Audi driver Timo Scheider remains title favorite Ingolstadt/Dijon -- At the turbulent DTM debut at Dijon-Prenois, France, Audi driver Timo Scheider kept his cool and scored three important points by finishing in sixth place. The title defender...
Audi driver Timo Scheider remains title favorite
Ingolstadt/Dijon -- At the turbulent DTM debut at Dijon-Prenois, France, Audi driver Timo Scheider kept his cool and scored three important points by finishing in sixth place. The title defender will start to the finale at the Hockenheimring on October 25 with a seven-point lead over Gary Paffett (Mercedes).
This gives Scheider a cushion that is five points larger than the one he had a year ago when he secured his first DTM title by winning the race. This time, a fifth-place finish would even suffice for the 30-year-old in the event that Gary Paffett should win.
26,000 spectators (throughout the weekend) witnessed one of the most turbulent and curious DTM races of all time on the high-speed circuit of Dijon-Prenois at which tires played the crucial role. On the final laps many drivers had to drastically reduce their pace in order to finish the distance across the demanding track without risk. As a result, the first twelve vehicles crossed the finish line as a pack within just six seconds.
Audi was the front runner for the longest time at the DTM debut -- in the form of the Red Bull Audi A4 DTM driven by Mattias Ekstrom. The Swede who had started from position four on the grid took the lead on lap 22 thanks to a good strategy of Audi Sport Team Abt Sportsline and subsequently held up to the pressure exerted by Gary Paffett despite the fact that Ekstrom was simultaneously trying to save his left rear tire that was subjected to particularly severe stress at Dijon. Nevertheless, the tire blew seven laps before the finish -- and destroyed Ekstrom's dream of a third DTM title in the process. A particularly bitter pill: At the Hockenheim season opener a tire puncture just before the finish had also deprived Ekstrom of victory.
But the Swede was not the only one to suffer misfortune at Dijon. Timo Scheider, Martin Tomzcyk, Oliver Jarvis and Tom Kristensen became victims of punctures as well. While Kristensen lost third place just before race end, Scheider was more fortunate despite the mishap: The leader of the standings was struck on lap 21, two turns before his first scheduled tire change. Consequently, Scheider's time loss was not as severe. However, his Audi A4 DTM lost important aerodynamics components in the area behind the defective tire.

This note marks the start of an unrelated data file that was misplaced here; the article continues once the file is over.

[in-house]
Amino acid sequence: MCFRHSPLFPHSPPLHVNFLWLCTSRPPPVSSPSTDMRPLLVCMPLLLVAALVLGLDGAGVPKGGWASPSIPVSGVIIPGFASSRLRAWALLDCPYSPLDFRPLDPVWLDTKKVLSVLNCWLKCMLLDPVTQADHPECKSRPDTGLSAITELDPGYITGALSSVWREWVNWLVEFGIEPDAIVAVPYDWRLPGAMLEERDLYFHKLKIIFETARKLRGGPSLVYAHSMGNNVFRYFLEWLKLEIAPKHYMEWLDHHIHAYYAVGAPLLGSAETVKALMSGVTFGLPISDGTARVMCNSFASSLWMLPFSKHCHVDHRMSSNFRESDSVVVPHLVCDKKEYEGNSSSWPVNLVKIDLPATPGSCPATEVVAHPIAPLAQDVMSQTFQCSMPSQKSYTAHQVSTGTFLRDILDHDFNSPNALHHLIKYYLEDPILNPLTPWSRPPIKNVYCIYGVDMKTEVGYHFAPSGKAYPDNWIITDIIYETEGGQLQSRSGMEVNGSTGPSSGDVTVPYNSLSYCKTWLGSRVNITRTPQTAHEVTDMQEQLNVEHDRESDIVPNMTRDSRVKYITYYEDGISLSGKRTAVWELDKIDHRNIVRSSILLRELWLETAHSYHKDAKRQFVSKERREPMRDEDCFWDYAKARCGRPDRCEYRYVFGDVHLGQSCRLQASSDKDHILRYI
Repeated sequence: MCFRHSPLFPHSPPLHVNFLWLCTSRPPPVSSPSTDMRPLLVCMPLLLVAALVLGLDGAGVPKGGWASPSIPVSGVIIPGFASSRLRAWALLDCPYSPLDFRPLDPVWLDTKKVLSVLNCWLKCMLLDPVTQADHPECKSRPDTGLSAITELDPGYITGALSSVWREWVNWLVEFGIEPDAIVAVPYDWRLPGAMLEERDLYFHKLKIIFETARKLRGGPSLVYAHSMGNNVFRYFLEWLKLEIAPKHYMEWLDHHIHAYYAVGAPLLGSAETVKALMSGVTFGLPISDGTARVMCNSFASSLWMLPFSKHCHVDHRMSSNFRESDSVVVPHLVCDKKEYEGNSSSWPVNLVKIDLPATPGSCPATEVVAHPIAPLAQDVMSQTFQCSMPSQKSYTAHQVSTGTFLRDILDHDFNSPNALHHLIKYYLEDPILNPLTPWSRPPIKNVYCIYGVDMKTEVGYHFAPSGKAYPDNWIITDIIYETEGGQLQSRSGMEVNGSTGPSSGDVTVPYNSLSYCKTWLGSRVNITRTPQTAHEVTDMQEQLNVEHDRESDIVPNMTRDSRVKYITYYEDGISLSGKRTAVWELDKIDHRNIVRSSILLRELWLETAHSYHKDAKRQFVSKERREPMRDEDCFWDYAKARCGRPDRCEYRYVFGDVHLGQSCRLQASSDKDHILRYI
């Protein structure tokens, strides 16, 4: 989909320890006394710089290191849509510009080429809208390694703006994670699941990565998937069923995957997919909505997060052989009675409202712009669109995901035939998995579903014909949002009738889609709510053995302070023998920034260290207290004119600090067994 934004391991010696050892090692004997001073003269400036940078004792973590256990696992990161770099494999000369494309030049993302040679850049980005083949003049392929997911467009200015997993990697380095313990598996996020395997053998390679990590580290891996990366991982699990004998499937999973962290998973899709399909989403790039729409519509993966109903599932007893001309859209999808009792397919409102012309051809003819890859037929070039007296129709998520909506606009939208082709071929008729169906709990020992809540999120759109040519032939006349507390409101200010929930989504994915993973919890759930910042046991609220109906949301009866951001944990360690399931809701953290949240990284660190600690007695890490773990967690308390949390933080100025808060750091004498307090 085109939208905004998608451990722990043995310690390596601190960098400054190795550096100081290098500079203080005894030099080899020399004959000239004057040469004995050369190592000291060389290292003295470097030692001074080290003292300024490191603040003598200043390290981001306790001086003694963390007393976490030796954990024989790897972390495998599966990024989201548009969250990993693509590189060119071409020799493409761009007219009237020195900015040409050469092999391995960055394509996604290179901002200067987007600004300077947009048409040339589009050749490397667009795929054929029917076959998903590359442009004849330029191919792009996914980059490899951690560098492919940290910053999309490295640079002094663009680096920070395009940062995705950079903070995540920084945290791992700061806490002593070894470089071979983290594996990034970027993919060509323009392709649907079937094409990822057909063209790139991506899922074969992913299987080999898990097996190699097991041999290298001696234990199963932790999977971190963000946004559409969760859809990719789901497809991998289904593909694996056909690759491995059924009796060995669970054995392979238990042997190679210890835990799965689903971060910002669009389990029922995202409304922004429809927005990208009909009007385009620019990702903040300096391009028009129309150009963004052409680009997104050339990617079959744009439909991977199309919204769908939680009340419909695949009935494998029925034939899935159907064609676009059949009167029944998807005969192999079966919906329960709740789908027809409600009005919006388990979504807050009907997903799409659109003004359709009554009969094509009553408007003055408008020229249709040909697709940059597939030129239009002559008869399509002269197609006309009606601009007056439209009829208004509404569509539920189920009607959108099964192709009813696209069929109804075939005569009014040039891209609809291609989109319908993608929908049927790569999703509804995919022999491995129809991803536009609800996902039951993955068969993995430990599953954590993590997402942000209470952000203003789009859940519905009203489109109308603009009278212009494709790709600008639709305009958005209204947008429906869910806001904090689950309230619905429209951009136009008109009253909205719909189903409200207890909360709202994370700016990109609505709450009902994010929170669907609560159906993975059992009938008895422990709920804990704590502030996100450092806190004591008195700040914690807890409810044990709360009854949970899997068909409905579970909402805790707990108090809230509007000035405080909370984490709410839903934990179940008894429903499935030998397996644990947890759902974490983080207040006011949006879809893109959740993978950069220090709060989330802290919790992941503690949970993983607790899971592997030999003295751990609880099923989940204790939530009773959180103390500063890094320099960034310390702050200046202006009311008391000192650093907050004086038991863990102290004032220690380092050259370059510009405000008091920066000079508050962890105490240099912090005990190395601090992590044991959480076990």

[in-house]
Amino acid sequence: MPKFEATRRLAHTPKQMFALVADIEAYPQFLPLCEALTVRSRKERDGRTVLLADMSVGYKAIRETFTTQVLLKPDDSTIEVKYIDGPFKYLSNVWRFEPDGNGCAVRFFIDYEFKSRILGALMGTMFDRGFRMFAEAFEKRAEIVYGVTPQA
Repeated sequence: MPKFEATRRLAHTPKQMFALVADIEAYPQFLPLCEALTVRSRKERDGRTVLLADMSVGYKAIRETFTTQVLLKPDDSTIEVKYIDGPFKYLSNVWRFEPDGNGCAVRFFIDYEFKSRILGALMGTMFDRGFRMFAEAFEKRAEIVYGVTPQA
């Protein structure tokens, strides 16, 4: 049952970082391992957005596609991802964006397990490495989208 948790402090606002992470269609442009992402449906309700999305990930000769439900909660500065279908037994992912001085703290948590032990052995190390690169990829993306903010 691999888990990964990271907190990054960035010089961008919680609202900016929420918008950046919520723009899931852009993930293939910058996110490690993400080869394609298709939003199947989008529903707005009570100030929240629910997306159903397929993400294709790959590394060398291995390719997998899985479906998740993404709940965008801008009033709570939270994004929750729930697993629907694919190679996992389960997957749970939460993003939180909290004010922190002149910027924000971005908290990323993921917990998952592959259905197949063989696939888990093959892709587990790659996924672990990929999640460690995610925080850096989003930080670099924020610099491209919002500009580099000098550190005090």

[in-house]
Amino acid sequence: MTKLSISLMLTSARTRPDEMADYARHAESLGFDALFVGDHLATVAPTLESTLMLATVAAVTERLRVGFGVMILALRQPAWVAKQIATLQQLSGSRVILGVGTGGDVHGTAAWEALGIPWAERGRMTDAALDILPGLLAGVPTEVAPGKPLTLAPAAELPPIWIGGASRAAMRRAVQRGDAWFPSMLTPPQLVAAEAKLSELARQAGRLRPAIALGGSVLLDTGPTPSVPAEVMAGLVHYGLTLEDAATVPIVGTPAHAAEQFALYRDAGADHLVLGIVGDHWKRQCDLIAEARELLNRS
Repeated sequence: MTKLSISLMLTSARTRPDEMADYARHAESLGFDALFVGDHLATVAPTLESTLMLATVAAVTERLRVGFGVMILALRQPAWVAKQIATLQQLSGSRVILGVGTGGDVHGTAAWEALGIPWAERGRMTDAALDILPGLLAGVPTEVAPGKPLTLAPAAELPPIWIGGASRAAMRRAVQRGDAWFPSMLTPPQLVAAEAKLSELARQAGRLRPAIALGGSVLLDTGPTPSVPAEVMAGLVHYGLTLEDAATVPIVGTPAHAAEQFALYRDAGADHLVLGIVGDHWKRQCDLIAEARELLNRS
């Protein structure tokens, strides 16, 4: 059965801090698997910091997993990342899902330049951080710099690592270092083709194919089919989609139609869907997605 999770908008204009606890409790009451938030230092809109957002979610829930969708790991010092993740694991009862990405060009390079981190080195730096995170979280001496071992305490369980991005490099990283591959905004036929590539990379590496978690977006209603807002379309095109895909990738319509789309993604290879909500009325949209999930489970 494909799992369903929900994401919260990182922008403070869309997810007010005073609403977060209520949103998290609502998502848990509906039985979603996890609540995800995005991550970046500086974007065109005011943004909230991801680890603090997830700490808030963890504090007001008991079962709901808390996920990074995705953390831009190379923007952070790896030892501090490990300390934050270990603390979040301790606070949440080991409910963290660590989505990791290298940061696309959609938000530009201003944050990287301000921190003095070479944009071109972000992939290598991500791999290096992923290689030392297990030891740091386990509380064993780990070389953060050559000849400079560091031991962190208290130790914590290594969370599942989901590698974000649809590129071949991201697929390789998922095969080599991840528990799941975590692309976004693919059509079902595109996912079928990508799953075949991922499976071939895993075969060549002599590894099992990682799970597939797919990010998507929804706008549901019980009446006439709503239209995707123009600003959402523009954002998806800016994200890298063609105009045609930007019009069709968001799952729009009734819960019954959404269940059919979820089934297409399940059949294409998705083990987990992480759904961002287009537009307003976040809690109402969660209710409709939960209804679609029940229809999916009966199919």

Prior to the puncture, Scheider had pushed forward into the points from position 16 on the grid by delivering a fantastic start and a strong early phase. "That really wasn't bad on this difficult track," commented Scheider. "In the end, I focused strictly on trying to take the car around the circuit and across the finish line. It was like walking a tightrope, but I managed it. Now I'll be going to Hockenheim with a seven-point lead and ten kilograms less weight. That's okay."
Martin Tomczyk saved his tires in the final phase as well and thus took seventh place and two points across the finish line. Markus Winkelhock in tenth place was the best driver of a year-old A4.
"Of course that wasn't the result we'd been hoping for," said Head of Audi Motorsport Dr. Wolfgang Ullrich. "We knew that the track at Dijon would be critical for the tires, but thought we had the problem under control -- there were no indications whatsoever even after the warm-up. But in the race we had a whole series of punctures, which is not helpful when you're fighting for the championship. After the first defect we tried to control the pace to get through the race -- unfortunately, not all the drivers managed doing that."